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Paranormal Events, Ghost Hunts, Ghost Hunts Uk, Overnight Ghost Hunts, Ghost Hunting Events, Ghost Hunting Experiences, Haunt Nights Uk, Paranormal Nights, Paranormal Events, Ghost Nights
Overnight Ghost Hunts, Haunted Nights

Morecambe Winter Gardens Ghost Hunt 

Lancashire Ghost Hunts 

Morecambe Winter Gardens Ghost Nights / Paranormal Events / Overnight Ghost Hunts 

Ghost hunts at the old theatre are certainly not for the faint-hearted and are a genuinely terrifying experience. Morecambe Winter Gardens is one of the most haunted sinister theatres in Lancashire; The location has become a prevalent location for those serious ghost hunters. Many people have reported being grabbed by unseen hands, heavy footsteps are heard from the long-empty eerie corridors, Dark, sinister shadows are seen roaming around the balcony areas. Sudden drastic temperature changes even to seeing you’re breathing and poltergeist activity are also reported.

Morecambe Winter Gardens is a harrowing location; this location will undoubtedly make you feel uneasy. Are you ready to join the Paranormal Eye Team as we take you on a ghost hunting experience inside the sinister haunted theatre?

The Morecambe Winter Gardens in Lancashire is one extremely haunted theatre with hundreds of reports of paranormal activity and experiences. They were visited by Most Haunted Live back in 2008. Ghost hunts here have left people terrified, and many refuse to stay alone in many vast areas. Dark, sinister apparitions are often seen, and many people have felt highly uncomfortable, especially near the stage area. Ghost hunts at Morecambe Winter Gardens can be a terrifying experience. Be ready for the pitch-black conditions that await you. Are you ready as we open the doors and unlock the secrets of this extremely sinister location? 

History of Morecambe Winter Gardens 

The Winter Gardens in Morecambe was opened as the Victoria Pavilion Theatre in the last years of the 19th century and has played host to some of the most famous names in entertainment. Its grand red brick frontage is an iconic landmark in the town as the Midland, from where guests in the town’s heyday may just have been able to hear the laughter from crowds of more than 2,000.

The theatre closed in 1977 and stood empty for years before it was threatened with demolition.

The Winter Gardens is a Grade II listed building in Morecambe, England. Designed by architects Mangnall and Littlewood, with Frank Matcham as a consulting architect, it was initially built as the Victoria Pavilion Theatre in 1897. It was an extension to the existing Winter Gardens complex, which has since been demolished.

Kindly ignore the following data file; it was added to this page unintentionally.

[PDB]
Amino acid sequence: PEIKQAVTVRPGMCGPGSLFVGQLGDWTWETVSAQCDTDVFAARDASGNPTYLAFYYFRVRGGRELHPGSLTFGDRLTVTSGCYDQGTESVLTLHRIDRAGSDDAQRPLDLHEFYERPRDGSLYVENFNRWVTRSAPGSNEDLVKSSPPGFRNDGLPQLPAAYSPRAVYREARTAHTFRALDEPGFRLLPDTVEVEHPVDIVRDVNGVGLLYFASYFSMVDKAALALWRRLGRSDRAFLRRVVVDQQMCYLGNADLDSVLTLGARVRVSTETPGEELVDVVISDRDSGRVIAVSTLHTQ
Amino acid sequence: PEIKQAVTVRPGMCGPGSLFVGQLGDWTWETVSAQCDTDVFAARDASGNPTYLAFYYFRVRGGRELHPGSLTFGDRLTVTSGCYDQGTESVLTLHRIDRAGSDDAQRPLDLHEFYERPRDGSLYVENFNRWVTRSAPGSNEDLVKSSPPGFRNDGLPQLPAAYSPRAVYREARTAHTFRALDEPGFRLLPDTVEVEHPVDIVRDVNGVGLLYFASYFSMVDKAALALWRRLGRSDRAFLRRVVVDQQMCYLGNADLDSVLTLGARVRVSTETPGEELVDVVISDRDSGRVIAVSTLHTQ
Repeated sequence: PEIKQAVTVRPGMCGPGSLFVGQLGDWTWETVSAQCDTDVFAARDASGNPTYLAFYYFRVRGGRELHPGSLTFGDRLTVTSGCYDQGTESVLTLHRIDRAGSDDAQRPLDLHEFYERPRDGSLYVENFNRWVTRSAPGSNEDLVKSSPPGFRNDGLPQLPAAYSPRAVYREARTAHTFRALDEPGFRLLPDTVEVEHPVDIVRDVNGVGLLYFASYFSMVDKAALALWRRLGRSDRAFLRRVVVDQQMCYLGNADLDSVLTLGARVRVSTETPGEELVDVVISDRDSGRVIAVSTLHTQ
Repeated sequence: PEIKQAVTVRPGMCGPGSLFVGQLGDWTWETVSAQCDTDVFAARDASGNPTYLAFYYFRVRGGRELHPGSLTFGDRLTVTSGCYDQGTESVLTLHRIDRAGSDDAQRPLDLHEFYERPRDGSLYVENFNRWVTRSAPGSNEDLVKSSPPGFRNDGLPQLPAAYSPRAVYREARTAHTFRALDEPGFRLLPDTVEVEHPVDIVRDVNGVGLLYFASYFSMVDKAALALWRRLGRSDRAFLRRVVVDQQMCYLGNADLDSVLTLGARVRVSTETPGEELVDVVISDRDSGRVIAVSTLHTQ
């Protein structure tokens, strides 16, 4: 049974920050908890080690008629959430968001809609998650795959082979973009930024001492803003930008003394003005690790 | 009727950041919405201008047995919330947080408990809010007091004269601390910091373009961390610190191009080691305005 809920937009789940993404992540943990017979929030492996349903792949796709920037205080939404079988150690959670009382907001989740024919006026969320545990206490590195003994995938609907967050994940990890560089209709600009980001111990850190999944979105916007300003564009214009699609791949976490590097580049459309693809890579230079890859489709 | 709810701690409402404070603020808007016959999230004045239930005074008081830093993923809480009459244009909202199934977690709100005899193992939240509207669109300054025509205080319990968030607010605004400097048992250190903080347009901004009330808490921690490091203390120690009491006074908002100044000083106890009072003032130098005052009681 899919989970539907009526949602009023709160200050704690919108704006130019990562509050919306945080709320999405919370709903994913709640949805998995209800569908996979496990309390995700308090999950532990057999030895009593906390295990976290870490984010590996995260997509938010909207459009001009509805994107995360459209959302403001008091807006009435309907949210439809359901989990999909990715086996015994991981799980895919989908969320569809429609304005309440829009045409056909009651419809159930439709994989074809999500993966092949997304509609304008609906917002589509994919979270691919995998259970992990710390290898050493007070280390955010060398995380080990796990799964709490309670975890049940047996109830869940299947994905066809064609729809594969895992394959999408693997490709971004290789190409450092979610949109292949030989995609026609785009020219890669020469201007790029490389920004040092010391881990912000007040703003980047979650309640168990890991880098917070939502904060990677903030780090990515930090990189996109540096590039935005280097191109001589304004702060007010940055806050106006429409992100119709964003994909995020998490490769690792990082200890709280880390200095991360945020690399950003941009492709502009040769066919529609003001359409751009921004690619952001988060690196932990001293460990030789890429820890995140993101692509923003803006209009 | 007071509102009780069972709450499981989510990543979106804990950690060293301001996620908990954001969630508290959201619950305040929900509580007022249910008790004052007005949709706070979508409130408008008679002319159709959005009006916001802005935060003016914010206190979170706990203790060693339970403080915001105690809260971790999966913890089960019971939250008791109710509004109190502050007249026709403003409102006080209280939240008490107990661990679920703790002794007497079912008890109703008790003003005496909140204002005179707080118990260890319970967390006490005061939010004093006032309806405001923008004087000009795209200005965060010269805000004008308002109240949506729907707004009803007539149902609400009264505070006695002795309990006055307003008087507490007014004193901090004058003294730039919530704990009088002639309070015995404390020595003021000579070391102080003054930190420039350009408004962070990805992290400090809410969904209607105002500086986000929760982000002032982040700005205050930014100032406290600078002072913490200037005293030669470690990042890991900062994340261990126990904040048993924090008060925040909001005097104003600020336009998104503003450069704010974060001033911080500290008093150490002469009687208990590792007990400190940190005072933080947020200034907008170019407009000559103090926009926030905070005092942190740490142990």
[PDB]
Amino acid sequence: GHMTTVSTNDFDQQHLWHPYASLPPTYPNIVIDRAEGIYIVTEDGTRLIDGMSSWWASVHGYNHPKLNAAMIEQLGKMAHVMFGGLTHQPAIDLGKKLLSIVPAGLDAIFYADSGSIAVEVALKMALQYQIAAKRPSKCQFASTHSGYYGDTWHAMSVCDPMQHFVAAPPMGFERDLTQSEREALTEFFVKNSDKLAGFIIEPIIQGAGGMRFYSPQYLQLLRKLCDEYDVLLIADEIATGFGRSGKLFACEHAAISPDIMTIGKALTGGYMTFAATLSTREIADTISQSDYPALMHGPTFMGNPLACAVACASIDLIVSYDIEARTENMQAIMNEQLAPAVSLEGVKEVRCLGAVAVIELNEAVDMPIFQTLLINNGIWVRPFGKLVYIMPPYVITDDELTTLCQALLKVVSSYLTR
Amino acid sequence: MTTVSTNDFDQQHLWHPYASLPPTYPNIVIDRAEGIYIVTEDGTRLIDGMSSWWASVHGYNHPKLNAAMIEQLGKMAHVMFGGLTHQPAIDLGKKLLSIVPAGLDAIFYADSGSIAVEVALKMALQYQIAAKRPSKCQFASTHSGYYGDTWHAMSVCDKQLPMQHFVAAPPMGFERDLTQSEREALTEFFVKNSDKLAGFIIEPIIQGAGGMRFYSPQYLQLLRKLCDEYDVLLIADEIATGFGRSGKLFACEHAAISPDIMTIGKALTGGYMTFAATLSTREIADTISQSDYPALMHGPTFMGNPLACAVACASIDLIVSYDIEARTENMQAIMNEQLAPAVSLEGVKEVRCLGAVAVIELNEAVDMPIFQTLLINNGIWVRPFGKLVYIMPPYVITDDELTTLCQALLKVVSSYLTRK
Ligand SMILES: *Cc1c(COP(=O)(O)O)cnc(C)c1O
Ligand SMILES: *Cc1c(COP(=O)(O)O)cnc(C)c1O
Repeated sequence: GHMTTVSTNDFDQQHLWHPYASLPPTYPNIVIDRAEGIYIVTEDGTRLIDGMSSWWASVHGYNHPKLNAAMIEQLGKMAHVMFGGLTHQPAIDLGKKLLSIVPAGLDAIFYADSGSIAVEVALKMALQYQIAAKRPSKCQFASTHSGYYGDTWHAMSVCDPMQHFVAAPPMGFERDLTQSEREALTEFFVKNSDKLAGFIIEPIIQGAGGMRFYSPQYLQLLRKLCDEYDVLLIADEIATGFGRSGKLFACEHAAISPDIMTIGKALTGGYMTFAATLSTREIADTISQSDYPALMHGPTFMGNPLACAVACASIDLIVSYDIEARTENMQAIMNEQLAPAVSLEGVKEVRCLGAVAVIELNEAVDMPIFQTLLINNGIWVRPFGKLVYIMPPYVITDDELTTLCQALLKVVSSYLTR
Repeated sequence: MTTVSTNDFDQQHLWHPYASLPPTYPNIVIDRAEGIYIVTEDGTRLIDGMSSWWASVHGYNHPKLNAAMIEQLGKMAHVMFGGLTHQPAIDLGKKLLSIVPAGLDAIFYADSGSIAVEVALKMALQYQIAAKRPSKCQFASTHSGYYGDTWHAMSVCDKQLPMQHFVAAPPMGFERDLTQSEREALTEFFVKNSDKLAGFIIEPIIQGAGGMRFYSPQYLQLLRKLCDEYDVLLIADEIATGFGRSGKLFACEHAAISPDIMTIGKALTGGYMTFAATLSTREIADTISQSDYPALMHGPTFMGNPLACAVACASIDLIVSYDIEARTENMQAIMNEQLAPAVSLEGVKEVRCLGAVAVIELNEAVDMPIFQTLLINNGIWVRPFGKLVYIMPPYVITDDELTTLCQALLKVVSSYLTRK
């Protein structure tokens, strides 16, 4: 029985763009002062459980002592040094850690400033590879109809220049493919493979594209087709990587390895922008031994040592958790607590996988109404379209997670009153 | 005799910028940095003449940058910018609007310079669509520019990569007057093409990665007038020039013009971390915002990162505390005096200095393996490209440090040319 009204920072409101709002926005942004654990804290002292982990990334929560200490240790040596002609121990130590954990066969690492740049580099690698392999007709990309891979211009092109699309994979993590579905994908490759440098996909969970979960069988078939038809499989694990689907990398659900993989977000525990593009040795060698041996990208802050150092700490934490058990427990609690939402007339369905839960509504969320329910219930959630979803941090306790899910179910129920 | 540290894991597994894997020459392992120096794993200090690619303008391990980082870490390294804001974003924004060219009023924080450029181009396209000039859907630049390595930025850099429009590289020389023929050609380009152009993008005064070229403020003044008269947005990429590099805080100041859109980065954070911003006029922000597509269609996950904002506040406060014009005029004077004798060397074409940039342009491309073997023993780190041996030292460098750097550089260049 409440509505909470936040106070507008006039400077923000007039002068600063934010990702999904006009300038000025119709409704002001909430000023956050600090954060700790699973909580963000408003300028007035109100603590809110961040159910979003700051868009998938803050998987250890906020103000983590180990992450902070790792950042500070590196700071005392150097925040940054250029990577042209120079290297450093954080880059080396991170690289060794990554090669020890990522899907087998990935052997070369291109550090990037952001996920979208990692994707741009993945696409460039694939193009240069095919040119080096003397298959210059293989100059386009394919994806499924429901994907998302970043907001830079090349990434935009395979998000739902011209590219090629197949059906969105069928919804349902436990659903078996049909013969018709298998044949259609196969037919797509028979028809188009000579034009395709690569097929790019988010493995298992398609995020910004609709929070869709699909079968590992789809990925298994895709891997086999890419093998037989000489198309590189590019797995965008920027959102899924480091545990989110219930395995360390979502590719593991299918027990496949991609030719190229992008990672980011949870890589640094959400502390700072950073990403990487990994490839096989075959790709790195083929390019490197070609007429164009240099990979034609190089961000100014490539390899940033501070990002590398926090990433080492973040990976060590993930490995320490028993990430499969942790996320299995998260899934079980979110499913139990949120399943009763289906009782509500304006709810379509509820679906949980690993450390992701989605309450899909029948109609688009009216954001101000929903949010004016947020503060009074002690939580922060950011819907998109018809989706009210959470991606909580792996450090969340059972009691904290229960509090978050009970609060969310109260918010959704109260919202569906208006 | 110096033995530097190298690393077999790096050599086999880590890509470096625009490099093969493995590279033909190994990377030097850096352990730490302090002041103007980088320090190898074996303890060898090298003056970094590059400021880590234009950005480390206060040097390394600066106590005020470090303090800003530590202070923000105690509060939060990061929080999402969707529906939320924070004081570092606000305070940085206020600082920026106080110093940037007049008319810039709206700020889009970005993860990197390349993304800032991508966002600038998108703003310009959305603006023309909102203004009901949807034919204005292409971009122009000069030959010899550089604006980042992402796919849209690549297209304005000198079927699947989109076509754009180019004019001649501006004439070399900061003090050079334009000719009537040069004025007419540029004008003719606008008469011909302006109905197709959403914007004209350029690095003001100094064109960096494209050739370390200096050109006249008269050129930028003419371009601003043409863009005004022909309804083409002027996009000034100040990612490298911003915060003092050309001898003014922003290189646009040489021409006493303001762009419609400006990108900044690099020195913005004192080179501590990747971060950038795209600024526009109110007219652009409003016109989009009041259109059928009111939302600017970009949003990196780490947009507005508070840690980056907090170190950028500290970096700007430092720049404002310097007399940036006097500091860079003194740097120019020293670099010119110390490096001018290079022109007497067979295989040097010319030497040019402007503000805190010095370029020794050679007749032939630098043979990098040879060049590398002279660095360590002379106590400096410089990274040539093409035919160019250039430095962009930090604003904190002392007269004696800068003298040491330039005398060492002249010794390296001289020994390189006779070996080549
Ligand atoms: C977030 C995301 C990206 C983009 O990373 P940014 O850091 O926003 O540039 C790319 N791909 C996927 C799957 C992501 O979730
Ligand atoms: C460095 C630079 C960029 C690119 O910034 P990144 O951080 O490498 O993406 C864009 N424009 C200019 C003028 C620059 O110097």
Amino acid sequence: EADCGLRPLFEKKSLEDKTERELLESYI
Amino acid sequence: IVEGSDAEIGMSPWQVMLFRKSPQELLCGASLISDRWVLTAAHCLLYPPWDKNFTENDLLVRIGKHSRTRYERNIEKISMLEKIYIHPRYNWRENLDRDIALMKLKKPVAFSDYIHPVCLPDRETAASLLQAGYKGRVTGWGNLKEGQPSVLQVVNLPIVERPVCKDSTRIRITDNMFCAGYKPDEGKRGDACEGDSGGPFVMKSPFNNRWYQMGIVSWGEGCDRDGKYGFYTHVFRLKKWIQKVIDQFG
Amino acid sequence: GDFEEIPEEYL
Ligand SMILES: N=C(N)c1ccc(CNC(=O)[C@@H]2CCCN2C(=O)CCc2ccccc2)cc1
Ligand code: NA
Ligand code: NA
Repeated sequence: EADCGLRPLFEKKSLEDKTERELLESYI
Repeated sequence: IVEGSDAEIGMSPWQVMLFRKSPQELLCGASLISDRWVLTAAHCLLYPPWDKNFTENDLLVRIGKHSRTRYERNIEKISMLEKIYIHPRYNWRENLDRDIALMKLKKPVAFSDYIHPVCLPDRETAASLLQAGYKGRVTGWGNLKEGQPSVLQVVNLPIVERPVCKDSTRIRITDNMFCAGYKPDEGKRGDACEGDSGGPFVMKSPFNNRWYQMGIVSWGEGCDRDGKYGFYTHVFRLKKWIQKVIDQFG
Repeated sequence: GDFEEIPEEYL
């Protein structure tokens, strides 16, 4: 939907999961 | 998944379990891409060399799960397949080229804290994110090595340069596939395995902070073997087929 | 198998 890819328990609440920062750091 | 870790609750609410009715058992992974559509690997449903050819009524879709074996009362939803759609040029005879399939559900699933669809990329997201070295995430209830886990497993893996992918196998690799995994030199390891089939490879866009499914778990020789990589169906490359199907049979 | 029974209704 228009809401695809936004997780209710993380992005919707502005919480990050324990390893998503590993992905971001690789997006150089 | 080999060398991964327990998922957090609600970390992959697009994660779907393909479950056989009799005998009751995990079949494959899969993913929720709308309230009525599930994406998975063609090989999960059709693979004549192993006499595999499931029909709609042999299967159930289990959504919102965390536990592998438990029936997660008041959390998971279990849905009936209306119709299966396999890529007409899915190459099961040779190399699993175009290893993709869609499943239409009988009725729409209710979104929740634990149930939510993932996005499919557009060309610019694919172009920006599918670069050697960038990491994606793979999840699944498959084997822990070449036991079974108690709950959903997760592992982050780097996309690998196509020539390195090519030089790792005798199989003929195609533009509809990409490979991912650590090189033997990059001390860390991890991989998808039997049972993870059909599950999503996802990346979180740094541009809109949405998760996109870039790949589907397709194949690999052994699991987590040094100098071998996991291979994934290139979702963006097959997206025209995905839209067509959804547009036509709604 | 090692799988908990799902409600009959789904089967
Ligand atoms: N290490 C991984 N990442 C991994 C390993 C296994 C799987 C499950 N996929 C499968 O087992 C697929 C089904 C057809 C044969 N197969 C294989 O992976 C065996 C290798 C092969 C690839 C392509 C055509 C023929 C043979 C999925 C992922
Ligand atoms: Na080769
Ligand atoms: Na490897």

The theatre closed to the public in 1977 and was listed the same year. It is considered one of Morecambe's most significant features, and a campaign for its restoration has been ongoing since 1986. This is a music hall of a rare type, probably now unique (following the loss of the Islington Palace, London, formerly Mohawks' Hall of c.1869, demolished 1982) - that is, a big concert party or minstrels' hall.

It was built in 1897 to the designs of Mangnall & Littlewood, with Frank Matcham as a consultant. Prominently sited on the seafront, the main elevation is an ornate, symmetrical composition in brick and terracotta. A prominent central gable with an elaborately scrolled outline expresses the rear wall of the auditorium and is flanked by projecting square towers with shaped gables. At ground level, the entrance is set between shop fronts. Internally, a flavour of Matcham is detectable in a building quite unlike any of his surviving works.

The general form must be Mangnall & Littlewood's, although the design of the balconies and some other details may have been modified due to Matcham's involvement. The foyer is richly appointed, with mosaic, coloured and modelled faience tiling and plaster decorations and a pair of remarkably preserved bow-fronted ticket kiosks. The stair hall is equally elaborate, with marble, coloured tiles, and fine joinery. This leads to curving promenades at two levels with glazed screens looking into the hall. The hall itself is impressive - vast and covered by an enormous segmental tunnel-vaulted ceiling which soars over the whole space, including the area over the tops of the boxes, and is divided into richly decorated panels.

The ceiling curve embraces a huge tympanum above the proscenium and boxes, decorated at the sides with painted muses etc. Coupled columns frame the proscenium with garlanded shafts supporting an enriched entablature and an elaborately modelled, scrolled and panelled gable-like attic ornament. On either side are two tiers of paired boxes set in splayed pavilions against which the balconies terminate. A deep serpentine-fronted balcony returns along the side walls with five rows of seats. The upper tier is set back and has shallow slips above the side promenades of the lower level. The fly tower is plain rendered with dressing rooms on either side. For some conventional stage productions, this great space has too large a capacity and too small a stage.

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